This week I was informed of a disturbing incident by Maria, an animal-care provider in the area and one of the NCSPCA's many supporters. Like many of us living in this rural area, her home was frequented by feral cats, which are usually kittens of people's cats who have been abandoned to the wild. Maria trapped a feral cat and took it to the vet to have it neutered and vaccinated. For some reason, the incision site would not stop bleeding. A series of tests indicated that his blood was not clotting properly. He received a huge dose of Vitamin K; eventually his blood did clot, and he did recover. However, he went home with 14 days of Vitamin K capsules to help him return to full health - and a new home, where he is now known as "Mittens."
Maria explained that the reason for the cat's inability to stop bleeding was likely because, fending for himself, he may have eaten one or several mice who had eaten the mouse bait "D-Con." D-Con contains warfarin, which prevents blood from clotting. In fact, warfarin is the same chemical given to human patients - in miniscule doses - for cardiac conditions in which blood clots in the heart are a major concern. When rodents ingest warfarin, they begin to accumulate the chemical in their body as they return to eat further bait. High level of warfarin lead to internal bleeding and eventually, to death. When a cat or dog eats multiple affected rodents over time, they begin to experience the same effects. Death due to warfarin poisoning is slow and painful, as it primarily causes bleeding of the muscles and joints in the early stages.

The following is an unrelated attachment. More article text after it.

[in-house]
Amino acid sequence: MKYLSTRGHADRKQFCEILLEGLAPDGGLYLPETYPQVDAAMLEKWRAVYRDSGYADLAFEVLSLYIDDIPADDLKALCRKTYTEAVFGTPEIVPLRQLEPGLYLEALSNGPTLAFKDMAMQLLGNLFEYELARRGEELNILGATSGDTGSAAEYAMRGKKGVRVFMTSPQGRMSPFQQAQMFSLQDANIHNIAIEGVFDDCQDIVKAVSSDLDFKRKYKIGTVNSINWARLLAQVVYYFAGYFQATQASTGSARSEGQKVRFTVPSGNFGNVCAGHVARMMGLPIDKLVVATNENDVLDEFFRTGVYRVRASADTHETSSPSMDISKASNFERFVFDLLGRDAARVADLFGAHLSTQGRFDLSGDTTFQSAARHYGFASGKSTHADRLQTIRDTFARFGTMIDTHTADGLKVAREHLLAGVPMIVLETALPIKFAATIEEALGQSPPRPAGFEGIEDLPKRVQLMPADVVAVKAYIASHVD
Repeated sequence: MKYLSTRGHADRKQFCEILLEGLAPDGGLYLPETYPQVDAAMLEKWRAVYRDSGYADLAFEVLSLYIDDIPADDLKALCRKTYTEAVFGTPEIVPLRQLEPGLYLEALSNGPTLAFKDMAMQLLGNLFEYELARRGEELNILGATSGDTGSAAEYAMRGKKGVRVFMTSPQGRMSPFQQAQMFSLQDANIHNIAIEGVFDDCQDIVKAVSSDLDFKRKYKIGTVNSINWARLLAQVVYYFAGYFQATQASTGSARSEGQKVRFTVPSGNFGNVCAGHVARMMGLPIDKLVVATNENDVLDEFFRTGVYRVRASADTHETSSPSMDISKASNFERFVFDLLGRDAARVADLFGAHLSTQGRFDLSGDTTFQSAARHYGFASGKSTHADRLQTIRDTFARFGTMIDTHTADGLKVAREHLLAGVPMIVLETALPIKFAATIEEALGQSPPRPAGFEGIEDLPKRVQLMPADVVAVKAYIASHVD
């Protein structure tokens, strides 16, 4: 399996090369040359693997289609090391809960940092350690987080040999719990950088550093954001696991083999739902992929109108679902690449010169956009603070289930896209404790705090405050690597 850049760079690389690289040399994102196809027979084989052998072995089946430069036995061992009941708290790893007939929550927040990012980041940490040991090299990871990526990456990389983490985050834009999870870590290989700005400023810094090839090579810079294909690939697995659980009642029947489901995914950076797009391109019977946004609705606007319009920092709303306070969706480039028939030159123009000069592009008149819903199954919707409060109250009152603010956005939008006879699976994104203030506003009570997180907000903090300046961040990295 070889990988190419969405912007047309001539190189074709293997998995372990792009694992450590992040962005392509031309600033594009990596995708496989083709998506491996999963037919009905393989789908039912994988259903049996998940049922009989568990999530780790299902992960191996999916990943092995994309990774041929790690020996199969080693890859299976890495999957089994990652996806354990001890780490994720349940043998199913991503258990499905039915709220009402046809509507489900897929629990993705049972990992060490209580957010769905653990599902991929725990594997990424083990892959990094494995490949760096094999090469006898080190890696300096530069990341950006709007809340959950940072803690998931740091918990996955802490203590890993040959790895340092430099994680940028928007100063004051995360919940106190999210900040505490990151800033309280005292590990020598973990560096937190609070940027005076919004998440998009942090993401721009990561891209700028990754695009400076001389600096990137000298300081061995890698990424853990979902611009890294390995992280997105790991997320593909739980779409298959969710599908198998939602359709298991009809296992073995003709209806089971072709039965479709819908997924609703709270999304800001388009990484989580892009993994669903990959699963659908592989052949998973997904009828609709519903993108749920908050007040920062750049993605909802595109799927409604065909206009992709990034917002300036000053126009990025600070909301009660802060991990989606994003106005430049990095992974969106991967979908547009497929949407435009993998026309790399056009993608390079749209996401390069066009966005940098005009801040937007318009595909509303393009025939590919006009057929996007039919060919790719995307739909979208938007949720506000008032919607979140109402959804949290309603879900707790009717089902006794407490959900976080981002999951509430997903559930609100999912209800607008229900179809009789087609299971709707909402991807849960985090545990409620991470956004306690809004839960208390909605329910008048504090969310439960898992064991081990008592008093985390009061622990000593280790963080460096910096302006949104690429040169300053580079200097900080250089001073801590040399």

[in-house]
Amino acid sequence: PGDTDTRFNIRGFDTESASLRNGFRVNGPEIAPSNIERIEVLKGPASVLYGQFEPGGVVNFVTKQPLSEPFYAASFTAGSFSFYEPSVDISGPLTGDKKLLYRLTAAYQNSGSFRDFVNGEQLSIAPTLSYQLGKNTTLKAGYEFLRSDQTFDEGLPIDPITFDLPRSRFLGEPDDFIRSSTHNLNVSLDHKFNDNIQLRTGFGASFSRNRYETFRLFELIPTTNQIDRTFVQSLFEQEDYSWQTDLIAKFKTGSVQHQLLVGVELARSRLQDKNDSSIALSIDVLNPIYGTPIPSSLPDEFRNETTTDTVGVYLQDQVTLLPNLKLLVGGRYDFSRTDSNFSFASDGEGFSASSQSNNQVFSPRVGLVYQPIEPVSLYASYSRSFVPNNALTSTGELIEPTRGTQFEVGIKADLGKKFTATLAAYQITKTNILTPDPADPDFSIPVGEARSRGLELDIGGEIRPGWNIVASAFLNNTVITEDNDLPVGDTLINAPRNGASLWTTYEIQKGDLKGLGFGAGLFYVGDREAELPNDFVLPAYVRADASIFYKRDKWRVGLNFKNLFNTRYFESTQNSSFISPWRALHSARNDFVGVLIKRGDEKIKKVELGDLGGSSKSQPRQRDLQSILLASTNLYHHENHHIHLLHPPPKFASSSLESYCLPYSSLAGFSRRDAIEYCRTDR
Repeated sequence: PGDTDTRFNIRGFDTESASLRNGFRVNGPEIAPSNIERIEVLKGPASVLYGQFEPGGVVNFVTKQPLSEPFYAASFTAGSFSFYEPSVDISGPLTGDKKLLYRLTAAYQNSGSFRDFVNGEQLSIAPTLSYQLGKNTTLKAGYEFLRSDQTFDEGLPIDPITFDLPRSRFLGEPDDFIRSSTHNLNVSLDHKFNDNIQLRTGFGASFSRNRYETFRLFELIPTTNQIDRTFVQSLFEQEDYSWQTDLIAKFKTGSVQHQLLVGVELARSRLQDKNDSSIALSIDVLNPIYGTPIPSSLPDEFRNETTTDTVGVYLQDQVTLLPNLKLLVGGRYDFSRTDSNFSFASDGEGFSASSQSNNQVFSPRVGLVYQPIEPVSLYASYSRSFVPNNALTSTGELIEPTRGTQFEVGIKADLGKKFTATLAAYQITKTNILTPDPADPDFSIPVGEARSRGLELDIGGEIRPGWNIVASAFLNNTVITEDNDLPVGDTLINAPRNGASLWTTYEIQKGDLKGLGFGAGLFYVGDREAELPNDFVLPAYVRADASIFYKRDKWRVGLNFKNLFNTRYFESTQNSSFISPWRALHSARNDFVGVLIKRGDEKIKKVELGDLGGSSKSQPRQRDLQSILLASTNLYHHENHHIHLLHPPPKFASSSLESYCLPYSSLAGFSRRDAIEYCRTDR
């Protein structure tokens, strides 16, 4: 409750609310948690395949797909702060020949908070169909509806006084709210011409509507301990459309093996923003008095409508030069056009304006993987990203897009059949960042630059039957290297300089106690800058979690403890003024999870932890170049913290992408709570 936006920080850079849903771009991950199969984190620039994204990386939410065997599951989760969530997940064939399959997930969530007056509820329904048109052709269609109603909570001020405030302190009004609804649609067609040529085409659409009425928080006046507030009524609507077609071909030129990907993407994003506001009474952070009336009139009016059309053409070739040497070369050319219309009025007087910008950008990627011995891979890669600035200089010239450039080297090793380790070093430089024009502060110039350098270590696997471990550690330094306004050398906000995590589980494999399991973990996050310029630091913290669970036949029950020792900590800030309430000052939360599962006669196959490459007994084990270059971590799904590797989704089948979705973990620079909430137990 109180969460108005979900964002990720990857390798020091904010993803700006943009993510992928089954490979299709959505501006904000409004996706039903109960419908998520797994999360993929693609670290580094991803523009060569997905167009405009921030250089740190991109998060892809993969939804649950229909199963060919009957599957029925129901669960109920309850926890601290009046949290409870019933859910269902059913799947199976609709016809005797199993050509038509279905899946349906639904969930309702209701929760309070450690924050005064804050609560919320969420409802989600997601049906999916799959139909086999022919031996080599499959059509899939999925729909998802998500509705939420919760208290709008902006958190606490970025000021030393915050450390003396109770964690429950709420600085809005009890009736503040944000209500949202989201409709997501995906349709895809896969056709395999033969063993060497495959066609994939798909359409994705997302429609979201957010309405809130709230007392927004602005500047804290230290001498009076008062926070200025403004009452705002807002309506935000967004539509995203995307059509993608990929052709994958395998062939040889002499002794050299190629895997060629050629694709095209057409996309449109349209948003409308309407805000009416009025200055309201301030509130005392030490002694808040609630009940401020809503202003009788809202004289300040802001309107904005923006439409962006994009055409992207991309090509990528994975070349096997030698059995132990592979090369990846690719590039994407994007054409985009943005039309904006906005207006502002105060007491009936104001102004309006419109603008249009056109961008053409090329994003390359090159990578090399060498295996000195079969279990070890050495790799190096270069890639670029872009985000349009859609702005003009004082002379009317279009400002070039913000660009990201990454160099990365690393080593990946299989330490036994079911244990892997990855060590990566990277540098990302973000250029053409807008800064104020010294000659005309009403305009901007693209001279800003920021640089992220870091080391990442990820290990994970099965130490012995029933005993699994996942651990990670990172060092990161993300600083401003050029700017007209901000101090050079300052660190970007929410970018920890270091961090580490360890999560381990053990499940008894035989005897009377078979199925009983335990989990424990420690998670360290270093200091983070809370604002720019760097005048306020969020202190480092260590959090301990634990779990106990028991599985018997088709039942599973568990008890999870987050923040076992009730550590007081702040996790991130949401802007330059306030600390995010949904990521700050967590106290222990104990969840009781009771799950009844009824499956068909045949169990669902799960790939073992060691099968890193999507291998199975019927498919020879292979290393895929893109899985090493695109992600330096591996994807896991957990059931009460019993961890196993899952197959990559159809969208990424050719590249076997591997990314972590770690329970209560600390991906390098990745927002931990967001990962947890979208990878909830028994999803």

Clearly, this is a dangerous chemical to use in an area known to be frequented by your pets - or feral animals who are not pests. One way to avoid exposure to dangerous rodenticides is to use non-chemcial forms of rodent control. Snap traps, although seemingly cruel, do not involve use of poisons. In addition, there are alternatives on the market that are mouse-sized versions of the Hav-a-Heart trap, know as the "Tin Mouse." I have personally used the latter and was able to safely catch and release a number of mice who were living in my home.
Our featured pet this week is Shadow, a 4 year old Shepard mix. He came from a home of neglect and he is still learning how to socialize. When he first arrived at the shelter, he did not like the attentions of the shelter staff, but with loving care he is now more than willing to please. This handsome fellow enjoys exercise and long walks. He is friendly toward adults; we have not seen how he interacts with small children or cats. He seems to get along with other dogs. Shadow has the most gorgeous thick coat; if you visit him, you will not be able to resist sinking your fingers into it! Stop by our shelter today at 23 Lakeshore Road in Westport and come meet him in person. You won't regret the trip.